An expansion joint assembly 25 is provided to enable end track 144 to move in a horizontal direction either towards or away from an upper track 160 and a lower track 164 while maintaining continuity of the track. Joint assembly in the illustrative embodiment is a finger joint having first and second interlaced finger assemblies.
To provide the necessary force upon end tracks 144 of take-up assembly 131, force-producing device 27 in the form of an adjustable force assembly 175 is provided which imparts a constant force upon end tracks 144 to thereby maintain the same in the proper position and thereby take up slack within endless web 12. Adjustable force assembly 175 may include an adjustable weight system 177, and a pulley system 179. Pulley system 179 includes a first pulley 183 and a second pulley 185.
Weight assembly 177 includes a pair of spaced, vertically oriented L-shaped alignment members 189. The weight assembly may be adjustable by adding or subtracting weight. Positioned between alignment members 189 are a plurality of removable weights 192, each of which includes a keyhole-shaped slot 193 for accommodating a cable 196.
A connection member, such as, for example, cable 196, is attached to weight-retaining member 193 and trained about first pulley 183 and second pulley 185. Cable 196 is attached at one end to transitional rail assembly 144 and an opposite end to weight assembly 177.
A frame assembly 148 includes elongated horizontal members 150 which define fastener channels 151 in order to facilitate modular construction of the sorter assembly as disclosed in commonly assigned International Publication No. WO 02/26602 A2, published Apr. 4, 2002, the disclosure of which is hereby incorporated herein by reference. A support track network, generally shown at 159, provides a pathway for wheel assembly 124 to travel in upper and lower runs along frame 148. Support track network 159 includes a track 161 at one side of the sorter apparatus and another track 161 at the opposite side of the sorter apparatus. Each track 161 includes an upper track 160, in order to support the upper run of the web, a lower track 164 in order to support the lower web, and end tracks 144 in order to support transitional sections of the web between the upper and lower runs.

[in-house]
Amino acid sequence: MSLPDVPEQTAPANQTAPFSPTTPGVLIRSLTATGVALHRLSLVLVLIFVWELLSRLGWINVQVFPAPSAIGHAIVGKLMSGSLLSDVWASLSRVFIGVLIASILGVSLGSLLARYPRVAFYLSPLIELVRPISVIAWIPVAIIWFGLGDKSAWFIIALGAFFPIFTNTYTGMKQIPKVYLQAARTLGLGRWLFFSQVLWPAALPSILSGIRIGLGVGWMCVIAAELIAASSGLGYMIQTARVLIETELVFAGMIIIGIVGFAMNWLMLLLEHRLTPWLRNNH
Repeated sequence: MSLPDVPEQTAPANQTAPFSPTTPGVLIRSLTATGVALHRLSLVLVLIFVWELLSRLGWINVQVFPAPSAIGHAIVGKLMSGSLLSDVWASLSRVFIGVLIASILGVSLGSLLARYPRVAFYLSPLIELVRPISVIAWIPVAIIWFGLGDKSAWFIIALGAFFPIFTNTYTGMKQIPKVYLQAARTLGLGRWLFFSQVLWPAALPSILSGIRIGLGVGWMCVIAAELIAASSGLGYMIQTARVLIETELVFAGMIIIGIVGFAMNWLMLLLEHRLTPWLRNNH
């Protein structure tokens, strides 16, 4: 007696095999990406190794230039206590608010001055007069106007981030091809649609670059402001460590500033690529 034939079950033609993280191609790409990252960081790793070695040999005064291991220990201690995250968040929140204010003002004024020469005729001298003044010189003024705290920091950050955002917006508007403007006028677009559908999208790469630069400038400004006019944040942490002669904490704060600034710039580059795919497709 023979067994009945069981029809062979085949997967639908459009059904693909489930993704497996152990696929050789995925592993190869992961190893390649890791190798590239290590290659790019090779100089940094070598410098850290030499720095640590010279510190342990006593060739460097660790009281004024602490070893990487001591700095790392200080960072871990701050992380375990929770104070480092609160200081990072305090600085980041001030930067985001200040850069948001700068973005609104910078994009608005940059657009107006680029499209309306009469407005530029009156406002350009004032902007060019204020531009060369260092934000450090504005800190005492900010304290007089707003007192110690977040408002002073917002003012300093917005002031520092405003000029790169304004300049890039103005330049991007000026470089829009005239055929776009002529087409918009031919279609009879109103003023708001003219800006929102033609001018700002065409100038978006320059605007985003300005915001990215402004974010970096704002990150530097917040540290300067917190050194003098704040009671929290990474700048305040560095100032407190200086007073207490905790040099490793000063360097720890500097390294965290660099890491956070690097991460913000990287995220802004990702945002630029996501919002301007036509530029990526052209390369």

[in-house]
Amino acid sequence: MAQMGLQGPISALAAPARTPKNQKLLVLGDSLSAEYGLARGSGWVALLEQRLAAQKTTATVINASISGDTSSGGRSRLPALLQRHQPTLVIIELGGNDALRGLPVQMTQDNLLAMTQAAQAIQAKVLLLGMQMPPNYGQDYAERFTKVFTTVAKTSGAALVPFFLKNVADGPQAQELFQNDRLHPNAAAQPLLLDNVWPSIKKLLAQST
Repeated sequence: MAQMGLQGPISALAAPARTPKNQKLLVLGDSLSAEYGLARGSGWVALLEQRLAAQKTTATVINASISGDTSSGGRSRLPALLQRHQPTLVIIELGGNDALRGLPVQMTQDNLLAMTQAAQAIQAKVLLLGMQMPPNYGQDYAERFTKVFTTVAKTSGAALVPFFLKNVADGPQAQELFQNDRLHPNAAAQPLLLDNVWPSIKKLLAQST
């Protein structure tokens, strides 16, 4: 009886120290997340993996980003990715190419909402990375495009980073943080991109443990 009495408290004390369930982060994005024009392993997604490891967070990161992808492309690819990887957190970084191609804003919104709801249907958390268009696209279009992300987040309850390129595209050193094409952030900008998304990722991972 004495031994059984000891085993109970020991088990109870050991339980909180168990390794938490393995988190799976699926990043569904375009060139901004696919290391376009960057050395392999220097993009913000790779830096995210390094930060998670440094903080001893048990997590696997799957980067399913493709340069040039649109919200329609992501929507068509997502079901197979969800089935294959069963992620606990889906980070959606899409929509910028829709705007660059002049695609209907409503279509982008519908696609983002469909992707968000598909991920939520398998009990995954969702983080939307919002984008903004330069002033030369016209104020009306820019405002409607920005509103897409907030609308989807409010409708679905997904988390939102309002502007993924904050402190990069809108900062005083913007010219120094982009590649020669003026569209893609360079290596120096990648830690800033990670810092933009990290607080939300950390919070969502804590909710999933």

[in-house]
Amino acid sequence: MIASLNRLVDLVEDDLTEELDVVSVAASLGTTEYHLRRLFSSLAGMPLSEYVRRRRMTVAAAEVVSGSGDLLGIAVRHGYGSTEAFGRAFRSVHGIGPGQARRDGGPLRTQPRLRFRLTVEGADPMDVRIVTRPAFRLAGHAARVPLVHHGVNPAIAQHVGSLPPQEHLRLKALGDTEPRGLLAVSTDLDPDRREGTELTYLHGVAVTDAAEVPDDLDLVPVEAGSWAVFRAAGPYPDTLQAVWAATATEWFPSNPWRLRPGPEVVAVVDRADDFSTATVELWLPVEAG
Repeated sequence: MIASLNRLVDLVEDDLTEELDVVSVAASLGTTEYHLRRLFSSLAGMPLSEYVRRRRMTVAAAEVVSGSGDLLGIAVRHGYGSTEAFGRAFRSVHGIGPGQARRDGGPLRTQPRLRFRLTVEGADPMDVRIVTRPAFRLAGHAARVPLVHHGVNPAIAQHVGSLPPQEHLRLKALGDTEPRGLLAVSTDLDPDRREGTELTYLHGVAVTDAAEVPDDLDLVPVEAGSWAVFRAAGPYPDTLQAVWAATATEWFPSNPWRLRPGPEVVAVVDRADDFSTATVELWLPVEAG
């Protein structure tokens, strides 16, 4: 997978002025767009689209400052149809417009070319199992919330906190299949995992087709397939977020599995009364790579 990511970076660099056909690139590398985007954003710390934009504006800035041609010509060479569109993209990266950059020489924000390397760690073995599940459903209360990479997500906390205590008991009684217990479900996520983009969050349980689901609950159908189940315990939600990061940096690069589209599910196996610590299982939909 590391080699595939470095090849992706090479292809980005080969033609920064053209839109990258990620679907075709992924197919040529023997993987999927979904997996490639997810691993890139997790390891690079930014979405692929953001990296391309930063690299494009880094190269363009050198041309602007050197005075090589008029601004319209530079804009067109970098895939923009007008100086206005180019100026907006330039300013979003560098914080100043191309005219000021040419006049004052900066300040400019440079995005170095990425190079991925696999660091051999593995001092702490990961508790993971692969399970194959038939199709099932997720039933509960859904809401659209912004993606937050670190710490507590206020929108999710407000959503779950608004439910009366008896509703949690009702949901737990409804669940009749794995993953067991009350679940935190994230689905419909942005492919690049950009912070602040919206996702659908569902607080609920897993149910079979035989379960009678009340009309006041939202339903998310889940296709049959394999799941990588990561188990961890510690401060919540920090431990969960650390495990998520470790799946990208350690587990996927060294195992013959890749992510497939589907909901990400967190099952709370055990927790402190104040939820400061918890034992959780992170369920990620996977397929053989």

End track 144 is included as a portion of take-up assembly 131 and is included on a stationary end assembly 268 at an opposite end of the apparatus (FIG. 34). Stationary end assembly 268 may include a cross-support 273 and a pair of mounting flanges 271 which may provide alignment for a feed, or take-away, conveyor, as will be discussed in more detail below. Take-up assembly 131 and end section 268 additionally includes a guide track 270 at an area generally adjacent end track 144. Guide track 270 is made up of a pair of spaced-apart walls 272 which define therebetween a channel for maintaining an in-line orientation of toggle 134 of transfer assembly 130 for each pusher shoe as the pusher shoe goes through the transition between the upper and lower runs of web 12. Alternatively, one wall 272 may be used. In turn, guide track 270 is fed in part by a return rail assembly 274 (
End track 144 includes a support 276 and a rail 278 (
Sorter assembly 10 may additionally include a feed conveyor 282 (
Drive roller 292 is driven by an electric motor 294 and a gear reducer 296 through a transmission device such as a cog belt 298. Frame 280 includes an upper belt support plate 300, a pair of side channels 302, and a cross-brace 304. In the illustrative embodiment, cross-brace 304 is also a part of the drive assembly 288. Feed conveyor 282 will be supported in a conventional manner, such as suspended by the ceiling or supported by legs (not shown). Additionally, side channels 302 may be connected with horizontal members 150 through connection with support flanges 271 in order to maintain a consistent relationship between the feed conveyor and the conveying surface 11. Belt 286 is reeved at the rear of belt support plate 300 by a idler roller 306 and in the front by a series of bearings 308 which are supported by a shaft 310. In the illustrative embodiment, shaft 310 is distorted in a bowed fashion in a way that the bearings 308 are more forward the closer to the centerline of the feed conveyor. This simulates a crowned pulley and therefore provides tracking to keep belt 286 centered on the belt support plate.
In order to change the belt 286, drive assembly 288 may be displaced from its operating position, such as by the removal of several bolts holding cross-brace 304 to side channels 302. With the drive assembly removed in this fashion, belt 286 is sufficiently slack to allow it to be slid over side channels 302. Thus, with the supports (not shown) for the feed conveyor disconnected at one lateral side thereof and the drive assembly 280 moved from the operative position, the belt may be easily removed and replaced. While this feature is especially useful for sortation systems, which are at a central flow point in the system and therefore cannot be conveniently down for maintenance for extended periods of time, the unique features of feed conveyor 282 may have applications in other locations of the conveyor system. Although drive assembly 288 is illustrated as being removable by removing the cross-brace, other techniques would suggest themselves for moving the drive assembly out of the operative position, such as hinges and other fastener arrangements. Also, although the invention is illustrated with a single belt, it could also be utilized with a series of narrow strip belts.